To Whom It May Concern:
In the Polaroid in a drawer of the housethe other relatives picked over, I'm the blur in the background,mop of silvery hair. The rasp of the ashpan when you empty the stoveis a bit like my voice, stuck in the chimney like a nest.You won't have to know how I procrastinated, of my abiding fearof snakes, or how I gave terrible presents when I bothered to give them at all.I was told by a psychic to remember the unloved dead,and so I did, but not in a way they would like,recalling how they got ugly when they drankor stole the loose change from the laundrywhen they thought nobody saw. I spent yearswriting my last letters, writing off the debt of a cold bed,pretending I was busy when really I was homepinned to the couch by a cat.For money I did many things—trapped muskrats,forged thank-you notes, let men pet me while I danced.Mostly I played the role of someone who cared,tilted in my chair and trying to appear engaged,the preoccupied uncle you weren't quite sure you liked.That's me smoking in the Winnebago, leaving the sinkclean of hair. I'm there deadheading the rhubarbnobody bothers to pick and my worthless collections—rag rugs, concrete gnomes—were most likely put out in the trash.Sometimes I lied when I was bored. I wanted youto know what I knew, though I eventually gave that uppreferring to make you laugh.This life I led was mostly private, and hours were spentsweeping bat guano from a crumbling set of stairs.Nobody knew the half of it, and nobody seemed to care.I foresaw how neglected the town cemetery became,glimpsed in a vision the rusted fence that let in the deer.They stripped the bark from the junipersthat eventually came down in a storm.I was in that storm, blown out across the icetoward Arcadia. That's a town in Wisconsinand not some name for paradise.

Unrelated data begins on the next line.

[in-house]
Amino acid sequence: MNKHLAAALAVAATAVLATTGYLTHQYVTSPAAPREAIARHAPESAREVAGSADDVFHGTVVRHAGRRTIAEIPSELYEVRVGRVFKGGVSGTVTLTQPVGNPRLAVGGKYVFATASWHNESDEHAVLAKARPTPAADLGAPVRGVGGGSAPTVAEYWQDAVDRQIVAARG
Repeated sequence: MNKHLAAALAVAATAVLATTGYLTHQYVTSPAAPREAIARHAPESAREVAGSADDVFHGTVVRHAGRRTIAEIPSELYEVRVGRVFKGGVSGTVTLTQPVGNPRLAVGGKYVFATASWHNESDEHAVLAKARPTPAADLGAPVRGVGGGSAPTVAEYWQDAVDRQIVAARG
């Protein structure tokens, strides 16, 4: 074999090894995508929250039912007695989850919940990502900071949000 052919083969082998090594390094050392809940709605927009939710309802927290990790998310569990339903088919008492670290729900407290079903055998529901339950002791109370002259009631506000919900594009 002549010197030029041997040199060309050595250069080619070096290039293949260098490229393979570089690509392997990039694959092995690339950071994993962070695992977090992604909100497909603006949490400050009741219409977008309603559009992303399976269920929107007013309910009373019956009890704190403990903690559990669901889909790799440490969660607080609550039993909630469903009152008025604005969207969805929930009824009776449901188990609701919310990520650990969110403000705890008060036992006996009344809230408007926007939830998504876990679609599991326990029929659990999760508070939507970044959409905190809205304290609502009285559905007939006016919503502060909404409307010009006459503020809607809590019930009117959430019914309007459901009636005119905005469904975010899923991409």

“To Whom It May Concern:” from God of Nothingness.
Copyright © 2021 by Mark Wunderlich.
Used with the permission of Graywolf Press, Minneapolis, Minnesota, www.graywolfpress.org.
Mark Wunderlich’s most recent book of poems is God of Nothingness, forthcoming from Graywolf Press in January. He has published poems in The New Yorker, The New Republic, The Nation, The New York Times Magazine, and elsewhere. He is the director of the Bennington Writing Seminars, and lives in New York’s Hudson Valley.
“The superb fourth collection from Wunderlich disarms with its directness, humor, and pathos.”
—Publishers Weekly, starred review
“God of Nothingness is a folkloric investigation into death and its resounding implications on our humanity and significance.”
—The Arkansas International
"Erotic, folkloric, elegiac, philosophic, aesthetic, lyric, queer and rural and utterly haunted (but without the usual messiness of haunting), Wunderlich transcends downward and takes us with him. . . . I am in love with The God of Nothingness, which is permeated, it turns out, with a majestic somethingness.”